Although simple fresh fruits are often served towards the end of a Lebanese meal, there is also dessert, such as baklava and coffee. Although baklava is the most internationally known dessert, Lebanese sweets have got a lot more to offer.

A typical mezze will consist of an elaborate variety of thirty hot and cold dishes and may include:

- Salads such as the tabbouleh and fattoush, together with dip such as hummus, baba ghanoush or moutabal, and kebbeh.
- Some patties such as the Sambusac.
- Stuffed grape leaves

Family cuisine offers also a range of dishes, such as stews or yakhnehs, which can be cooked in many forms depending on the ingredients used and are usually served with meat and rice vermicelli.

The Lebanese flat bread is a staple to every Lebanese meal and can be used to replace the usage of the fork.

Arak, an anise-flavored liqueur, is the Lebanese national alcoholic drink and is usually served with the traditional convivial Lebanese meals. Another drink is Lebanese wine.

Lebanese sweets include:

- Pastries such as baklava, Kaak, Sfouf and Maamoul.
- The Lebanese ice cream with its oriental flavors (Amar el Din made from dried apricot; fresh fruits; pistachio).
- The Lebanese roasted nuts with variety and mixes.

Some dishes are also specifically prepared on special occasions: the meghli dessert, for instance is served to celebrate a newborn baby in the family.


- Ackawi: white cheese salty or not depending on choice. Usually used in Manaeesh (Lebanese-style pies)
- Baba ghanouj: char-grilled aubergine (eggplant), tahina, olive oil, lemon juice, and garlic puree—served as a dip.
- Baklava: a dessert of layered filo pastry filled with nuts and steeped in Attar syrup (orange or rose water and sugar) or honey, usually cut in a triangular or diamond shape that originates in Lebanon.
- Roasted nuts: a mix of more than 20 kinds and flavors of kernels, mostly dry roasted.
- Balila: known as cumin chickpeas.
- Barout del batata: spicy lamb served with potatoes
- Batata harra: literally "spicy potatoes".
- Chich Taouk: grilled chicken marinated with garlic lemon and various oriental spices (cinnamon, cumin..)
- Daoud Bacha: meatballs with tomato sauce
- Djaj Mechwi: grilled chicken with peas
- Fattoush: 'peasant' salad of toasted pita bread, cucumbers, tomatoes, chickweed, and mint.
- Falafel: small deep-fried patties made of highly spiced ground chickpeas.
- Fried cauliflower
- Fried eggplant
- Ftayer: a turnover pastry, often made with sbanegh (spinach)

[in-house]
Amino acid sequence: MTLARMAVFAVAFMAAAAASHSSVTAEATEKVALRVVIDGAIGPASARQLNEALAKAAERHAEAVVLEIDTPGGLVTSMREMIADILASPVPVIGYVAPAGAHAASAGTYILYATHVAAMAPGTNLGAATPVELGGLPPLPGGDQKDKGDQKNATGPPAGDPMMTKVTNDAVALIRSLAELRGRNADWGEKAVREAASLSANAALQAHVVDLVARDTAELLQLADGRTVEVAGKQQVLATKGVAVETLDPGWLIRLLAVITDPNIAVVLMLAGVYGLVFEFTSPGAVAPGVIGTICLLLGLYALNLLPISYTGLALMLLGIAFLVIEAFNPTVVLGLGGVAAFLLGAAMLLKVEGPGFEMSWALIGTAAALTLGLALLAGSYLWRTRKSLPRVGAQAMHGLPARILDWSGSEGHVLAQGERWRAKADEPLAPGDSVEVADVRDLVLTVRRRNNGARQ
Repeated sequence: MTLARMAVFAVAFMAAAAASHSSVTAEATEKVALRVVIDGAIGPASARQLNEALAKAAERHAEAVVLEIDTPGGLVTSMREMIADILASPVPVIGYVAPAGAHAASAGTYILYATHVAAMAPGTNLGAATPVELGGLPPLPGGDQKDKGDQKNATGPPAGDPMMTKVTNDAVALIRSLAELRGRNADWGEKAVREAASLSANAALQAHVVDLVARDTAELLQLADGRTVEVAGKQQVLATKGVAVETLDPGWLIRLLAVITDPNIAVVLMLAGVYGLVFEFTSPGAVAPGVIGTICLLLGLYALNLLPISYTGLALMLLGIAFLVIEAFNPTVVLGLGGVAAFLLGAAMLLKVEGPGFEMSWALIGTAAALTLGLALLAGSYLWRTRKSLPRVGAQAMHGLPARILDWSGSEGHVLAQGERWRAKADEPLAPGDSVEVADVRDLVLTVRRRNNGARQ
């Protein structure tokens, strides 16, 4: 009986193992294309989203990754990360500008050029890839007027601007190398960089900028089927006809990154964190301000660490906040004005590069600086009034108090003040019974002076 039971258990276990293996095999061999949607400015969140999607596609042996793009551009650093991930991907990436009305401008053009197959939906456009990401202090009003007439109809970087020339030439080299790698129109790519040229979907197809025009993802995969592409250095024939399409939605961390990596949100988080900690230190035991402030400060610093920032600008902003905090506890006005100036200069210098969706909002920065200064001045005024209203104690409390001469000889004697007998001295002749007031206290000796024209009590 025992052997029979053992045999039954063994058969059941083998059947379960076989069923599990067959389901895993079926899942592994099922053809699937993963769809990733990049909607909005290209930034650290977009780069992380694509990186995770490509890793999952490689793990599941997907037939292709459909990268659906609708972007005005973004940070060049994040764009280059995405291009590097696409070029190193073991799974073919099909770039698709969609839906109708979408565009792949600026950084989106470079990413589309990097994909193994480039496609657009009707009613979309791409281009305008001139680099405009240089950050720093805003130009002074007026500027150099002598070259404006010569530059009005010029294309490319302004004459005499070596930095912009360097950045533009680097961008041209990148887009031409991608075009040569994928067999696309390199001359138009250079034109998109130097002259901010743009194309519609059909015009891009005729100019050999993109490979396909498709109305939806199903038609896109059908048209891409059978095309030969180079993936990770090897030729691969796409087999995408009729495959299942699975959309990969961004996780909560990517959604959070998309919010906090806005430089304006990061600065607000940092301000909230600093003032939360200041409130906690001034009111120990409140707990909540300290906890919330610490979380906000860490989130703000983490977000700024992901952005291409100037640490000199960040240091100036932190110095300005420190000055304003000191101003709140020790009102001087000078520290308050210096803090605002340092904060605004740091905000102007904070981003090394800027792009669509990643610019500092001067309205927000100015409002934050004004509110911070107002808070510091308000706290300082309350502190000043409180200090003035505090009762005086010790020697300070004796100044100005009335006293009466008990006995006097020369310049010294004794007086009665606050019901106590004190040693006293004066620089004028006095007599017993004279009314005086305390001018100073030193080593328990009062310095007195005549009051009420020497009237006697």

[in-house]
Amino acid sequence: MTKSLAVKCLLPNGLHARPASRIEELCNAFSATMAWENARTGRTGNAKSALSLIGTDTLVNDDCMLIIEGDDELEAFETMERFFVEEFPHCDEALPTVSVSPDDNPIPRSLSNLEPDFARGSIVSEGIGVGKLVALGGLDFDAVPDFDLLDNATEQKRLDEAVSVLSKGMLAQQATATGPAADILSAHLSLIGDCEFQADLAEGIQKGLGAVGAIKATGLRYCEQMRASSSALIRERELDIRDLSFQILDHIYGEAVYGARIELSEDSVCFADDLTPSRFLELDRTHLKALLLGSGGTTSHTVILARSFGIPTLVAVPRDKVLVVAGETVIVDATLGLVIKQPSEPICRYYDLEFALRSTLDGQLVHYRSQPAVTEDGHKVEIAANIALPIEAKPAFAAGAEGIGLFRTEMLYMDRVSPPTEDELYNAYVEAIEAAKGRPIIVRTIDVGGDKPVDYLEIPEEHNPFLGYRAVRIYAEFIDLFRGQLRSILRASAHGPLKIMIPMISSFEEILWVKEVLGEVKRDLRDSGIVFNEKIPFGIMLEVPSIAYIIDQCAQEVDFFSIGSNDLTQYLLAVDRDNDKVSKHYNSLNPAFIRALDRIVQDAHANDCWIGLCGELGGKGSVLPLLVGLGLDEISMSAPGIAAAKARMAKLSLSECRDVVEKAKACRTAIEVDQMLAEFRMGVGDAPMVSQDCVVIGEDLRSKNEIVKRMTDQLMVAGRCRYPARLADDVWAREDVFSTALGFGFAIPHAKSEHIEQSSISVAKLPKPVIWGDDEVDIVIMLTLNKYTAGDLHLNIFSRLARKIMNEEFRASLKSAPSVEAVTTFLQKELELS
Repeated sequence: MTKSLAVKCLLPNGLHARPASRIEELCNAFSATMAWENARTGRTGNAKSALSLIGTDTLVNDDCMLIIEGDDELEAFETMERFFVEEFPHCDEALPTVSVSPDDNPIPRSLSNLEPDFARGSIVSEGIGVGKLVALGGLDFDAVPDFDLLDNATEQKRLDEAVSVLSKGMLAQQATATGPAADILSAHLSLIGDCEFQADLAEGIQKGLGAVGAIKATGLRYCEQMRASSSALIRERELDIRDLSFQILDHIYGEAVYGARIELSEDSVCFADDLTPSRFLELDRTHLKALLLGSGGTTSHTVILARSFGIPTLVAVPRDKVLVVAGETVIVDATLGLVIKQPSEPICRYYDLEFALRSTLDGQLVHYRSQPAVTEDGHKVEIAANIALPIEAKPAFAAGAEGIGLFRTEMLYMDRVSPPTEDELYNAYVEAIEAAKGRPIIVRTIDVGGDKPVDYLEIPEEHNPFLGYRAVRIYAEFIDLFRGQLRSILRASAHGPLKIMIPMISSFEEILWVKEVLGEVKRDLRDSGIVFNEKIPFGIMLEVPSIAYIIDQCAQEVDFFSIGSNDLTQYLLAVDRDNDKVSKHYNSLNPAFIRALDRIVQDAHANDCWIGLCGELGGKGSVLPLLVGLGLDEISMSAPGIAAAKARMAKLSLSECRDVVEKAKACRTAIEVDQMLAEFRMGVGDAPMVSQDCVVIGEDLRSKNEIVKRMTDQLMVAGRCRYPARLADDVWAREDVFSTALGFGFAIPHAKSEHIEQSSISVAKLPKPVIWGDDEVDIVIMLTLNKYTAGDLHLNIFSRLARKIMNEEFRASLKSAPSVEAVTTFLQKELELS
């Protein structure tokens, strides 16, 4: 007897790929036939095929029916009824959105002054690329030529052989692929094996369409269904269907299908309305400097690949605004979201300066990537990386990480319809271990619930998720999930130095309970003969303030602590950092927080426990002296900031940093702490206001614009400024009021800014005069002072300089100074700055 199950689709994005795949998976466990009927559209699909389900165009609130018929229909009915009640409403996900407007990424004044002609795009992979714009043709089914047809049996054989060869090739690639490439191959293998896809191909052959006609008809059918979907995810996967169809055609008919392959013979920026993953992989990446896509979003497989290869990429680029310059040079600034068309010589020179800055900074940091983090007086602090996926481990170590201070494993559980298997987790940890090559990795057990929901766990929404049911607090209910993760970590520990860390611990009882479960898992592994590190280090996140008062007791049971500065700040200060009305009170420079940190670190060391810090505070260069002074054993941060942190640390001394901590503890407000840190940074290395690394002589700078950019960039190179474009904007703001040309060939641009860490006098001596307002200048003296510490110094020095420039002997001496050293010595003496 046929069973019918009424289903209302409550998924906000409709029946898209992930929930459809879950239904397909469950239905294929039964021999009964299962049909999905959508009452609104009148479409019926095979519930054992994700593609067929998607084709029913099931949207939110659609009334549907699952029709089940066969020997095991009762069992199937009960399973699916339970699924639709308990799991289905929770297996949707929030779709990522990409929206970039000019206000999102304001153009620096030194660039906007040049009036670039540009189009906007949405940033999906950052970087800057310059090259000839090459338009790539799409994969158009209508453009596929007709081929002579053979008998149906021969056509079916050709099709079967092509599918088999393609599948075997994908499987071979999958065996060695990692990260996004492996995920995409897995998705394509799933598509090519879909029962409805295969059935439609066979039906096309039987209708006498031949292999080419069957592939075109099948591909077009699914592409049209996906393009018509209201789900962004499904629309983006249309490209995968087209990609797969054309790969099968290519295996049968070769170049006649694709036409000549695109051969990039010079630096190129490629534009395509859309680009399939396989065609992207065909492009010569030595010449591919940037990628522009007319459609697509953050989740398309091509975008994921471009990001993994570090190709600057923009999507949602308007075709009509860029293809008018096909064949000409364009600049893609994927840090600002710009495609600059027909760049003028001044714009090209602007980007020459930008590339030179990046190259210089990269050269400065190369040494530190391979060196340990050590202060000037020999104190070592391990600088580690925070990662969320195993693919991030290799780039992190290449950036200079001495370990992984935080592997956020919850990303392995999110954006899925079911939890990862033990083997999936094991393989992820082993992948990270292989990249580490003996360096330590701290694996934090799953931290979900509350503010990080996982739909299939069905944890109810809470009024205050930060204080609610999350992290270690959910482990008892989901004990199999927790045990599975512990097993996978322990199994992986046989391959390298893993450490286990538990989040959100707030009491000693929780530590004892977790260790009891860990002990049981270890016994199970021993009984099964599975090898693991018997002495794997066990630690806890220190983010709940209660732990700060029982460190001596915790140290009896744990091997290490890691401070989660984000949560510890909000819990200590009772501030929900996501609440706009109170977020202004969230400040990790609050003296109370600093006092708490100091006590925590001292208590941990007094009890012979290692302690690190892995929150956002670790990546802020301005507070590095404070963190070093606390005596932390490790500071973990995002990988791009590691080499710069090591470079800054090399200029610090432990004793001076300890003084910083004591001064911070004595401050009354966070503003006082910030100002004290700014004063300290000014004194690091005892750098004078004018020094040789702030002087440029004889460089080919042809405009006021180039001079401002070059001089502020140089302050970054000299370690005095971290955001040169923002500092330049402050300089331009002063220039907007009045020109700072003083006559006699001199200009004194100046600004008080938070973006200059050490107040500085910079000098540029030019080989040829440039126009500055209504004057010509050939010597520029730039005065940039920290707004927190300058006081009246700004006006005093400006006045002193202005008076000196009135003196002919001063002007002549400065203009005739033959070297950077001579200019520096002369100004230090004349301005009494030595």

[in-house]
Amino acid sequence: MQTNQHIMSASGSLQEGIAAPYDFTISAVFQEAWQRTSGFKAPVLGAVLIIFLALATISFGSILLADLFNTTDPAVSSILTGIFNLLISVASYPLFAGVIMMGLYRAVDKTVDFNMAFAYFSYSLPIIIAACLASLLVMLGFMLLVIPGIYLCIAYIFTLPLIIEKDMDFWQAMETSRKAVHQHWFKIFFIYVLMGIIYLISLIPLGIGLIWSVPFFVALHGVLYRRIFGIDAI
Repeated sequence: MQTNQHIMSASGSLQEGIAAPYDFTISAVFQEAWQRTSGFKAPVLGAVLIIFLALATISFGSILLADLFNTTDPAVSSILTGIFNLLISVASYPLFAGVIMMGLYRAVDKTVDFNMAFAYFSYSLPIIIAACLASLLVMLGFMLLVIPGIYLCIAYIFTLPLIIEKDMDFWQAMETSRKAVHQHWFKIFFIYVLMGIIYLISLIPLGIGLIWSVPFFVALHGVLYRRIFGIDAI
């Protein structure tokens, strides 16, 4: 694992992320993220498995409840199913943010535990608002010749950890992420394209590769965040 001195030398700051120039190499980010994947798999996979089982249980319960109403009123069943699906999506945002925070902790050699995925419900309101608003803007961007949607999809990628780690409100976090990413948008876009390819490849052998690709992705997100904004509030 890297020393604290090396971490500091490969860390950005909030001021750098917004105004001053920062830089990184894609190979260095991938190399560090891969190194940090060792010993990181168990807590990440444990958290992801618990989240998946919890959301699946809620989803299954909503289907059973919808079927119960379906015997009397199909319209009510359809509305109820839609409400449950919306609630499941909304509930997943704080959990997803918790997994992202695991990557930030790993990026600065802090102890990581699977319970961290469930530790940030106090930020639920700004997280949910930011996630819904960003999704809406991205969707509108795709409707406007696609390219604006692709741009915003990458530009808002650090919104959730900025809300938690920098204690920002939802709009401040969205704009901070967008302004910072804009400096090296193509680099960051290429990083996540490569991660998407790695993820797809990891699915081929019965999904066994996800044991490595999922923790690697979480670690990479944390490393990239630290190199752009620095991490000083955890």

- Fuul (vicia faba) slow cooked mash of brown beans and red lentils dressed with lemon, olive oil and cumin.
- Halva: sesame paste sweet, usually made in a slab and studded with fruit and nuts.
- Hummus: dip or spread made of blended chickpeas, sesame tahini, lemon juice, and garlic, and typically eaten with pita bread.
- Kunafi: either shoelace pastry dessert stuffed with sweet white cheese, nuts and syrup, or more commonly the version with semolina pastry served on a sesame seed bun with sweet sugar syrup (very popular for breakfast) made with " angel hair" butter and pistachios or nuts. Generally these can be found in sweet shops, as well as bigger bakeries.
- Kibbeh: mainly stuffed, can be made in different forms including fried, uncooked, and cooked with yogurt.
- Kibbeh nayyeh: raw kibbeh eaten like steak tartar.
- Kafta: fingers, stars or a flat cake of minced meat and spices that can be baked or charcoal-grilled on skewers.
- Kousa Mahshi: stuffed zucchini, many varieties are used.
- Kubideh: served with pivaz (a mix of minced parsley, onions, ground cumin and sumac).
- Labneh: strained yogurt, spreadable and garnished with good olive oil and sea salt.
- Znood Es-sett: filo pastry cigars with various fillings.
- Lahm bil ajĩn: a pastry covered with minced meat, onions, and nuts.
- Ma'amoul: cake made from semolina with date, pistachio or walnut filled cookies shaped in a wooden mould called a tabi made specially for Christian (traditionally Easter) and Muslim holidays (such as Ramadan).
- Mfaraket Koussa: spicy zucchini
- Makdous: stuffed eggplant in olive oil.
- Manaeesh: Mini pizzas (usually folded) that are made in any number of local bakeries or Furns, traditionally garnished with cheese, Za'atar, spicy diced tomatoes, kashk in its Lebanese version, or minced meat and onions. Some bakeries allow you to bring your own toppings and build your own or buy the ones they sell there. Breakfast, lunch and dinner. (Lebanese style pies)
- Mujaddara (imjaddarra): cooked lentils together with wheat or rice, garnished with onions that have been sauteed in vegetable oil.
- Mulukhiyah: A stew with mallow leaves, chicken, beef, and in the Lebanese fashion, topped with raw chopped onions, and vinegar over rice. It sometimes has toasted pita chips under the rice.
- Mutabbel: a mix of slow cooked eggplant and tahini.
- Pastirma: Tender cooked meat, usually served with vegetables.
- Qatayef: a sort of sweet dumpling filled with cream or nuts.
- Qawarma: chopped lamb, salted and kept in the grease of the animal
- Samkeh Harra: grilled fish that has been marinated with chili, citrus, and cilantro
- Shanklish: aged cheese balls
- Shawarma: marinated meat (either chicken or lamb) that is skewered on big rods and cooked slowly, then shaved and placed in a 10 inch pita roll with pickles, tomatoes, and other tangy condiments.
- Shish taouk: grilled chicken skewers that utilize only white meat, marinated in olive oil, lemon, parsley, and sumac.
- Siyyadiyeh: delicately spiced fish served on a bed of rice. Fish cooked in saffron and served on rice with onions, sumac, and a tahini sauce (the most important part of the dish) originated in the southern areas of Lebanon.
- Tabbouleh: diced parsley salad with burghul, tomato and mint.
- Tahini: sesame paste
- Toum: garlic sauce
- Wara' Enab: stuffed grape leaves
- Za'atar: dried thyme, sesame seeds and sumac that can differ from region to region and from family to family. Most are made in house, but can be bought at Lebanese larders.
- Lebanese Spice Blend: a mixture of equal parts of allspice, black pepper, cinnamon, cloves, fenugreek, nutmeg and ginger. It is commonly used to flavor many Lebanese dishes.

1 comentario:

  1. lebanese cuisine is the oldestand the richest.. tabbouleh fattouch , hommus , manaquish, fatteh , all kind of cheese , like halloum , labneh, akkawi , chanklish are exclusively lebanese ( not syrian nor palestinian nor israeli )